While the FCC this week granted cable operators' request that they have the freedom to deliver annual subscriber notices by email, it did not grant their further request that it give them the flexibility to use an alternative means.
Those annual notices must include, among other things, "products and services offered, prices and options for programming services and conditions of subscription to programming and other services; installation and service maintenance policies, instructions on how to use the cable service; channel positions of programming carried on the system; and billing and complaint procedures, including the address and telephone number of the local franchise authority's cable office."
NCTA–The Internet & Television Association and the American Cable Association, in petitioning for a declaratory ruling that the annual notices could be electronic, also asked if they could include in customer bills a link to where the annual information could be found or some other method “reasonably calculated to reach the individual customer."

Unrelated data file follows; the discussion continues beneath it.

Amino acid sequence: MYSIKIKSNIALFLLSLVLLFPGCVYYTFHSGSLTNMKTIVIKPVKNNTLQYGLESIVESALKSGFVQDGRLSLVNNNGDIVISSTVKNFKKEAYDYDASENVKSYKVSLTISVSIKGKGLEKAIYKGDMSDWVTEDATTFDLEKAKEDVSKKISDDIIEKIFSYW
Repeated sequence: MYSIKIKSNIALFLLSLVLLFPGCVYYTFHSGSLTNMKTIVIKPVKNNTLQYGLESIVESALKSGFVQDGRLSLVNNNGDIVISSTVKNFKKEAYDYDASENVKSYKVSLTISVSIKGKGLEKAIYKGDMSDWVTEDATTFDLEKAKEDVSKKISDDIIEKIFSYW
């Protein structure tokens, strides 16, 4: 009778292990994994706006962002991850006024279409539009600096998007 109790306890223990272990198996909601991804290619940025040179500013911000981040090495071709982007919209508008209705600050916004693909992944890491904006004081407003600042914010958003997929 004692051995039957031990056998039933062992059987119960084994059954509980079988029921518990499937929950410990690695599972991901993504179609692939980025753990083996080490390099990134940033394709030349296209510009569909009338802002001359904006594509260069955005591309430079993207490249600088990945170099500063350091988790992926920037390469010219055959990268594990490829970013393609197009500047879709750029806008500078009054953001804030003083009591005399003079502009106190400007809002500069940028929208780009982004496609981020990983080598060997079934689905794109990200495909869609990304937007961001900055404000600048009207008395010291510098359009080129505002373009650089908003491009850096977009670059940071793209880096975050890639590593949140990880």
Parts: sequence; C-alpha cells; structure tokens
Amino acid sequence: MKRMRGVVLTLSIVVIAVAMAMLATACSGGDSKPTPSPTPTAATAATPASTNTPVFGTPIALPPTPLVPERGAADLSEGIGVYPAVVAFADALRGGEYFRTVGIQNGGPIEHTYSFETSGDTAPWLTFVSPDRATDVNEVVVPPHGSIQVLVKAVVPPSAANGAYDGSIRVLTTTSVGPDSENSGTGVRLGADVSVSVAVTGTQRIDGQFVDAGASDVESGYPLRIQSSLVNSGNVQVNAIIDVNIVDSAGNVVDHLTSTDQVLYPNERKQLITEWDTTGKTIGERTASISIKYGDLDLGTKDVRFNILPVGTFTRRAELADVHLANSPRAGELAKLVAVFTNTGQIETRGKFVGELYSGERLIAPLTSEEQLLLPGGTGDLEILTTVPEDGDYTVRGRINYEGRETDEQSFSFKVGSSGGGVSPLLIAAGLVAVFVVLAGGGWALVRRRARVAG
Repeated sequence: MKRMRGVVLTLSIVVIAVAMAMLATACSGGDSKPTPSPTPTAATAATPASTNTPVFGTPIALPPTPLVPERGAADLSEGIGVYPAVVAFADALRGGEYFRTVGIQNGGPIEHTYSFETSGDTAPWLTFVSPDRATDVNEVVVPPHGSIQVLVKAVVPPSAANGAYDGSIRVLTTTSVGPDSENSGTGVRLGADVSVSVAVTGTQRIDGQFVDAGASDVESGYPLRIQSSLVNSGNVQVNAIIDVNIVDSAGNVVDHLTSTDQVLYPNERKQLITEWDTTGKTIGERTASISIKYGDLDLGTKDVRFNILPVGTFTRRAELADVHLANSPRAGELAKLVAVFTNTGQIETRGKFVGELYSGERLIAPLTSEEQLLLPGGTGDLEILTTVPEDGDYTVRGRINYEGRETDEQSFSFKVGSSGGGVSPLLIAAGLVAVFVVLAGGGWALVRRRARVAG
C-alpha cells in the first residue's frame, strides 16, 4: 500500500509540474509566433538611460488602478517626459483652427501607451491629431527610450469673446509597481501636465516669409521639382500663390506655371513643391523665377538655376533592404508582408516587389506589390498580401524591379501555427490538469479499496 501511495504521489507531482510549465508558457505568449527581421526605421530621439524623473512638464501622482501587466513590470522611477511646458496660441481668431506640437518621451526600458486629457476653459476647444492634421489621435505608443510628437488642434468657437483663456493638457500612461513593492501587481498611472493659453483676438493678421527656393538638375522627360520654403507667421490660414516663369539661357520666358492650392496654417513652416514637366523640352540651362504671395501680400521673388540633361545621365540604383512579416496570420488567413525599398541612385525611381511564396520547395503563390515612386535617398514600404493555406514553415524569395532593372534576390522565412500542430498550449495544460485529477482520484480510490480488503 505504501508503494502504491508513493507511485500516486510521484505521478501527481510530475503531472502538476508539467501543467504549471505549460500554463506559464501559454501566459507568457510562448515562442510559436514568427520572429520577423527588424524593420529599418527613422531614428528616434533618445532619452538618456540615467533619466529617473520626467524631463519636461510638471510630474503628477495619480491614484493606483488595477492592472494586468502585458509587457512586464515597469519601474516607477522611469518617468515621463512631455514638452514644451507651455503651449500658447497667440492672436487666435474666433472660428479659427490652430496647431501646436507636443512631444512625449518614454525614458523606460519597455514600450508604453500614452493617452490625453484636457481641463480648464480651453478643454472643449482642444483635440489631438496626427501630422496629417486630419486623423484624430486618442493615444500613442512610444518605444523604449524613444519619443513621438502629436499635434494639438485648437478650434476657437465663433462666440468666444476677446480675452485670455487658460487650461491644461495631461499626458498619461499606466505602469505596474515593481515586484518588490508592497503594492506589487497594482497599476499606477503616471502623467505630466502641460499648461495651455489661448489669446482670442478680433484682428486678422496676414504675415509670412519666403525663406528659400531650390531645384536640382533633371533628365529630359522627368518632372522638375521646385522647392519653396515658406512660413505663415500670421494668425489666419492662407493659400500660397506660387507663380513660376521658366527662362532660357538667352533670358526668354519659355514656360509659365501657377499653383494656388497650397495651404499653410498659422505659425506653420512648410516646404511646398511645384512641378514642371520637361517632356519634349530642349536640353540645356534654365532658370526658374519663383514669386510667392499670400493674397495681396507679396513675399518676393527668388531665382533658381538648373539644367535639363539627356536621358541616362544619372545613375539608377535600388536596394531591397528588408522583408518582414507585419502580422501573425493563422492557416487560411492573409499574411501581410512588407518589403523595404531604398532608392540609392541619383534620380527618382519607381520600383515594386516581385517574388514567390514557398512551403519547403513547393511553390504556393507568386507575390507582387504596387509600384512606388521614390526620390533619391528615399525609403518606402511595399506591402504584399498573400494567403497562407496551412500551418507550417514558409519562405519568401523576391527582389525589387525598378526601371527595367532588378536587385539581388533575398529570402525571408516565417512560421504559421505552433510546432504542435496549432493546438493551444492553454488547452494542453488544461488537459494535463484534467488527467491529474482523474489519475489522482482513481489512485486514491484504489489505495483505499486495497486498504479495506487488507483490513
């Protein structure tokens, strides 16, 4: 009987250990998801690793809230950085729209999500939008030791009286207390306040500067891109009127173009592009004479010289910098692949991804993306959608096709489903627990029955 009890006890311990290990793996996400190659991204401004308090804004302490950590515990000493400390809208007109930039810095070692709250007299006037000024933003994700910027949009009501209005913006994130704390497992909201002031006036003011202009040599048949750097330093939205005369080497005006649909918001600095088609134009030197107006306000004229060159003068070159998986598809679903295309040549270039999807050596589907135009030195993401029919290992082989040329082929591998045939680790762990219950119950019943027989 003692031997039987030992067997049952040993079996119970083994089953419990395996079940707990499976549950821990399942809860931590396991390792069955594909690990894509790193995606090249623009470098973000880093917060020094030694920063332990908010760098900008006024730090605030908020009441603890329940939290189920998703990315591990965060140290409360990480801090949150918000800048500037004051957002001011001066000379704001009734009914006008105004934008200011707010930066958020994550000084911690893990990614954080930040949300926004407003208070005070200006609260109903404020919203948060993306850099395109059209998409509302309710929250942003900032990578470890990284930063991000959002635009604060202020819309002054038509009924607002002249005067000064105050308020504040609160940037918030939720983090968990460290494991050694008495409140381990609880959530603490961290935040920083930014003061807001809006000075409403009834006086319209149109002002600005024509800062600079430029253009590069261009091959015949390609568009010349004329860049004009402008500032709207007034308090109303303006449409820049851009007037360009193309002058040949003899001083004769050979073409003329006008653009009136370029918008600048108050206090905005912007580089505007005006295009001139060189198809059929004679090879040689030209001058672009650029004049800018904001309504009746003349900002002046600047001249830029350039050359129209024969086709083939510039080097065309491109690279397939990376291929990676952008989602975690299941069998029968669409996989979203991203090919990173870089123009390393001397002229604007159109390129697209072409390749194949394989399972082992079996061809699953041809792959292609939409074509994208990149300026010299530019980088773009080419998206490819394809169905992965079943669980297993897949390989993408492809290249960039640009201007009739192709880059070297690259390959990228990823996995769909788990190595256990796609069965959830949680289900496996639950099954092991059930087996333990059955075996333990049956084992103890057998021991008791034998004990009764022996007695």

The FCC concluded that the "reasonably calculated" standard was too broad, too vague, would be tough to implement, would create an "undue risk that subscribers will not receive the required notices" and could obscure the fact that the notices are not part of the regular bill. "We find it unnecessary to complicate the means by which cable operators may comply with the annual notice rule by approving this additional catchall standard," the FCC said.
Commissioner Michael O'Rielly, commenting on the decision in a statement, suggested that there could be an acceptable alternative method—for example, "allowing for distribution to a customer's online account instead of via e-mail."
He also said the FCC might also consider allowing retransmission consent elections to move to email as well.
Contributing editor John Eggerton has been an editor and/or writer on media regulation, legislation and policy for over four decades, including covering the FCC, FTC, Congress, the major media trade associations, and the federal courts. In addition to Multichannel News and Broadcasting + Cable, his work has appeared in Radio World, TV Technology, TV Fax, This Week in Consumer Electronics, Variety and the Encyclopedia Britannica.
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